Monday, November 18, 2019

The Corollary To If You Serve It We Will Eat It (If You Don't, We Won't)

I've written before how as human beings, if you serve it to us, we will eat it, with examples from medical conferences, medical resident events, and dietetic conferences, and published recently in JAMA Internal Medicine is it's corollary, if you don't serve it, we won't eat it, or at least we'll eat it less.

The paper, Association of a Workplace Sales Ban on Sugar-Sweetened Beverages With Employee Consumption of Sugar-Sweetened Beverages and Health explores what happened to sugar-sweetened beverage (SSB) consumption in the 10 months after the University of California at San Francisco banned their sale from campus and medical centre venues (including in their cafeterias, vending machines and retail outlets). People were of course still free to bring whatever beverages they wanted to work or school. Specifically researchers were interested in the impact the sales ban would have on those with heavy SSB intake (defined as a pre-intervention consumption of more than 12 fl oz daily for the prior 3 months).

For two months prior to the intervention, they canvassed for heavy intake participants, and once the SSB sales ban was enacted, half were randomly assigned to receive a 15 minute motivational intervention targeting SSB reduction, half were not, and 10 months later, all of their intakes were again explored.

The findings weren't particularly surprising. When SSBs aren't sold, fewer are consumed.

How much fewer?

Half as much overall, with those receiving the brief motivational intervention seeing their consumption decrease by roughly 75%, and those who didn't by 25% (though it should be noted, especially among those who received the motivational intervention, social desirability bias may have influenced their self-reported consumption reductions).

Bottom line though, it certainly stands to reason that if you don't serve or sell it, we won't eat or drink it, or at the very least, we'll eat or drink much less of it, and so as far as public health interventions go, likely wiser to reduce access to hyperpalatable and indulgent fare rather than simply encouraging people to just eat less of them.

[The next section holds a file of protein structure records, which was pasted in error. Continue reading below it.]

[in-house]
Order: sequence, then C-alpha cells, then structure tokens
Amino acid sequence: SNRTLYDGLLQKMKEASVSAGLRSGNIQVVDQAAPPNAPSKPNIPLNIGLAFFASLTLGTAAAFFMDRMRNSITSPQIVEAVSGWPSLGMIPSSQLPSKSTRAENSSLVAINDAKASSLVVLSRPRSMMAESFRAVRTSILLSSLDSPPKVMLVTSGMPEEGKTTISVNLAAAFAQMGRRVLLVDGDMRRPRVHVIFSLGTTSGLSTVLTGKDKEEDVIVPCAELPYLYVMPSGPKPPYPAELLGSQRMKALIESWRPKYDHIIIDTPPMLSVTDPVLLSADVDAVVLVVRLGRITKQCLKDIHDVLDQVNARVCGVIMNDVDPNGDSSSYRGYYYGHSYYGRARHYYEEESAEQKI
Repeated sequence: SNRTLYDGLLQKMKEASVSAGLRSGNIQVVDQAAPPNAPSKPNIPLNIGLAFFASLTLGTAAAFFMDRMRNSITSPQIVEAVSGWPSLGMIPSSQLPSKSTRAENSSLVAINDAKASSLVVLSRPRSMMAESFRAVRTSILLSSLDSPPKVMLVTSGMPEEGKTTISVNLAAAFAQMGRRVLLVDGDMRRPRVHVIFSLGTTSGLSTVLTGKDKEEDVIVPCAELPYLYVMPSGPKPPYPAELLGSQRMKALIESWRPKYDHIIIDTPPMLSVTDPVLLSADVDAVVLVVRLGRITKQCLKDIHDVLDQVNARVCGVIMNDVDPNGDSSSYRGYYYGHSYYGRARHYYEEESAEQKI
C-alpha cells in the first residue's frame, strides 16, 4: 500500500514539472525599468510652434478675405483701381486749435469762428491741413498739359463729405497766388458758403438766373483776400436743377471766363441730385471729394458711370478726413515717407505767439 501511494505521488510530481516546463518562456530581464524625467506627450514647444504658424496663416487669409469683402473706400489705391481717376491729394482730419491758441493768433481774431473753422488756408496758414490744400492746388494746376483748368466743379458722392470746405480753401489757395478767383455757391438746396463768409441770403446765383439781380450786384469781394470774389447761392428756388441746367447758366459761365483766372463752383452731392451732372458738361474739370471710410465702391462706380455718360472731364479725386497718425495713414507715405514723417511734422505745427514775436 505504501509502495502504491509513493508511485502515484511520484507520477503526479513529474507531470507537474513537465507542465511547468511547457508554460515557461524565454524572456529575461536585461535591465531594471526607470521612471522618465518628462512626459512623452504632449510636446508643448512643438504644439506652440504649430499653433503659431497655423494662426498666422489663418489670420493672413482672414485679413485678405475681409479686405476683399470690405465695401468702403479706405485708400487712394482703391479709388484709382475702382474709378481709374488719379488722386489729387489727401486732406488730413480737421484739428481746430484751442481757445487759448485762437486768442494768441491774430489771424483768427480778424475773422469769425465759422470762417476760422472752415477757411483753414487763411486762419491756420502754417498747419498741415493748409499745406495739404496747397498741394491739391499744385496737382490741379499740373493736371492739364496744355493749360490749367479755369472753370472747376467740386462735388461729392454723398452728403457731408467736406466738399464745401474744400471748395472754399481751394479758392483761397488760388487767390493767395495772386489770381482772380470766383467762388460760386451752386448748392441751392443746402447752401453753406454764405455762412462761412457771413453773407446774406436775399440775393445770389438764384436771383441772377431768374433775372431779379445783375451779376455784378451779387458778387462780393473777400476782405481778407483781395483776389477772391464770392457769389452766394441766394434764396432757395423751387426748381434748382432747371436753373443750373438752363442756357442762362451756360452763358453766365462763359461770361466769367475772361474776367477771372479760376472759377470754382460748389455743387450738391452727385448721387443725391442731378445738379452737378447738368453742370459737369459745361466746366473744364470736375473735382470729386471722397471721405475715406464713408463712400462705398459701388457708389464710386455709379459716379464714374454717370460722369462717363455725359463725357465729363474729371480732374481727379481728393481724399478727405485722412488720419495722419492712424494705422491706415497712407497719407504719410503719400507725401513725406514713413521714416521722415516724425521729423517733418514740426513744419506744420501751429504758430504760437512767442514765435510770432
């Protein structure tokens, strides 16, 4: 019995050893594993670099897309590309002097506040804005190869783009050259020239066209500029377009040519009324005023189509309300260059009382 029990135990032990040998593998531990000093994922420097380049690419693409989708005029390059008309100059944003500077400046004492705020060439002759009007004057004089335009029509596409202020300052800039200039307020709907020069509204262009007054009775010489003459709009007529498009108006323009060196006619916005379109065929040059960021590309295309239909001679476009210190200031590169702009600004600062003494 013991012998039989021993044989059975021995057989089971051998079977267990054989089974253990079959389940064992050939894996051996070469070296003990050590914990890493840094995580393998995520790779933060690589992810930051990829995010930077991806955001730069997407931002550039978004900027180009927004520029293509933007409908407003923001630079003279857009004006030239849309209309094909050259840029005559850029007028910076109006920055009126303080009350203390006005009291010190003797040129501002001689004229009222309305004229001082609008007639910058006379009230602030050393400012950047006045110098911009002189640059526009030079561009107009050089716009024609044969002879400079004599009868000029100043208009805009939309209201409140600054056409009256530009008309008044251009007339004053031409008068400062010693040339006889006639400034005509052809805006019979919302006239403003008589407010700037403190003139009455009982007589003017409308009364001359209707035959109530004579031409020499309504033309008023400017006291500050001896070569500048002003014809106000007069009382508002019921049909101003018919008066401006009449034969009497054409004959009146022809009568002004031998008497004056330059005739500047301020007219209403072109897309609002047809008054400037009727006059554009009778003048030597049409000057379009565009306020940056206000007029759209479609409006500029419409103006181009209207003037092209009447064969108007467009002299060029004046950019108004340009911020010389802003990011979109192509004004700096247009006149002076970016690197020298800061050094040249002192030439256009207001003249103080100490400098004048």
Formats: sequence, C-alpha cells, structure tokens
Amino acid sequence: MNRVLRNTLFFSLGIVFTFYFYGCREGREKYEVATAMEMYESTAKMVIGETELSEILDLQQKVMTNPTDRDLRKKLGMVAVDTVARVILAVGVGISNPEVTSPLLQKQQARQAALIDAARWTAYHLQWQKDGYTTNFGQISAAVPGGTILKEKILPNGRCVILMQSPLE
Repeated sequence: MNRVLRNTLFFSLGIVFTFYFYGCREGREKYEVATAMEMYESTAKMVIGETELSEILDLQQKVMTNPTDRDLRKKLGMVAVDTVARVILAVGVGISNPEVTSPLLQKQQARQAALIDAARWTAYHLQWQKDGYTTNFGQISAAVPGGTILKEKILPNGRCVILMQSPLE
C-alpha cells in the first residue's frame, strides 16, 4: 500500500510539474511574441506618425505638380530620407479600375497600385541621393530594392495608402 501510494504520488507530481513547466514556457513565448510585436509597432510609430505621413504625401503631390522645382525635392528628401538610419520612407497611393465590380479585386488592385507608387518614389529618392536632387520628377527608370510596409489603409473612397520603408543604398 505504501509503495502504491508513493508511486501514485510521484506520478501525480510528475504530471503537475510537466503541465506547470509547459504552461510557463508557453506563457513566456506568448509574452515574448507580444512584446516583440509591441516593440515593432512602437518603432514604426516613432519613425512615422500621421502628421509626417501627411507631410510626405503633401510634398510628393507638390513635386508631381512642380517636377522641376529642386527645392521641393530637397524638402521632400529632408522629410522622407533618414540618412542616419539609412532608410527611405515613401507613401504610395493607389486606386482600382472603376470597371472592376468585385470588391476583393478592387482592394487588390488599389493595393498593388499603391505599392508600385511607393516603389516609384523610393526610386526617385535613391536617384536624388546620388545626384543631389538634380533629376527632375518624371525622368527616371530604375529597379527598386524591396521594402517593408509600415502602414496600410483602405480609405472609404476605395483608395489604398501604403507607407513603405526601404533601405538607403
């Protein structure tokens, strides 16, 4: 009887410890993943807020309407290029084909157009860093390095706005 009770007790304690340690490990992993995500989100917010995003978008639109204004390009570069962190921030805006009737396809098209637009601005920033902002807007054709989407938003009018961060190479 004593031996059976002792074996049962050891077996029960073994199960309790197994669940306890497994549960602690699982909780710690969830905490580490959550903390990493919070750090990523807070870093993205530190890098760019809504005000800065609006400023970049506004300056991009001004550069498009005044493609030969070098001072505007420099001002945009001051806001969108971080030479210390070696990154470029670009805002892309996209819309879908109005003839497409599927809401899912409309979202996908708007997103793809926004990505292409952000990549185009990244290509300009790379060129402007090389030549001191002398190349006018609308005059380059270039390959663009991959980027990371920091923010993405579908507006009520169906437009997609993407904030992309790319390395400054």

Tuesday, November 12, 2019

New Systematic Review Concludes No One Will Ever Successfully Maintain Their Lost Weight. Or Does It?

From the Journal I Can't Believe This Ever Got Published (ok, in this case from Obesity Reviews) comes The challenge of keeping it off, a descriptive systematic review of high-quality, follow-up studies of obesity treatments.

The paper apparently is meant to be a counterpoint to other systematic reviews of long term weight loss where,
"conclusions are generally positive and give the impression that weight loss interventions work and that weight loss can be maintained"
Well we can't have that now can we?

It appears these authors sure couldn't because here are the criteria they used in selecting papers for their systematic review that concluded long term weight loss is impossible:
  1. Studies must have follow up periods of at least 3 years
  2. Patients must not have had any continued interventions during the follow up period
  3. Medications approved for weight management aren't allowed
So what they ended up with were 8 studies of varied protocols being administered temporarily for a chronic medical condition where half provided what by definition were only temporary interventions (3 with very low energy diets, and one with hospital provided food). But guess what, chronic medical conditions require ongoing treatment, and what happens when you actually provide it? Well you get studies that would spoil the impossible narrative as noted by the authors of this paper,
"several of the non-included studies report a majority of participants achieving satisfactory weight loss and little regain, especially among studies with continued interventions during the follow-up period."
Imagine that! Appropriately treating a chronic medical condition with continued interventions works!

And this notwithstanding the fact that many (most? all?) of those studies that provided ongoing interventions likely did not include the appropriate prescription of medications to either help with losses or to prevent regain (just as we would with any other chronic condition) because weight loss medications are almost always excluded from use in weight loss diet studies. Which is odd by the way. Consider hypertension for instance. Sure some people might be able to resolve theirs by way of such things as lower sodium diets, increased exercise, and weight loss, but there's zero doubt that patients with hypertension will receive regular ongoing follow up visits with their physicians, and where appropriate, will be prescribed medications to help. Why? Because that's how chronic condition are managed! Which is why we'll never see a systematic review of hypertension treatments demonstrating that brief lifestyle counselling and the explicit exclusion of medications didn't lead to lower blood pressure 3 years later.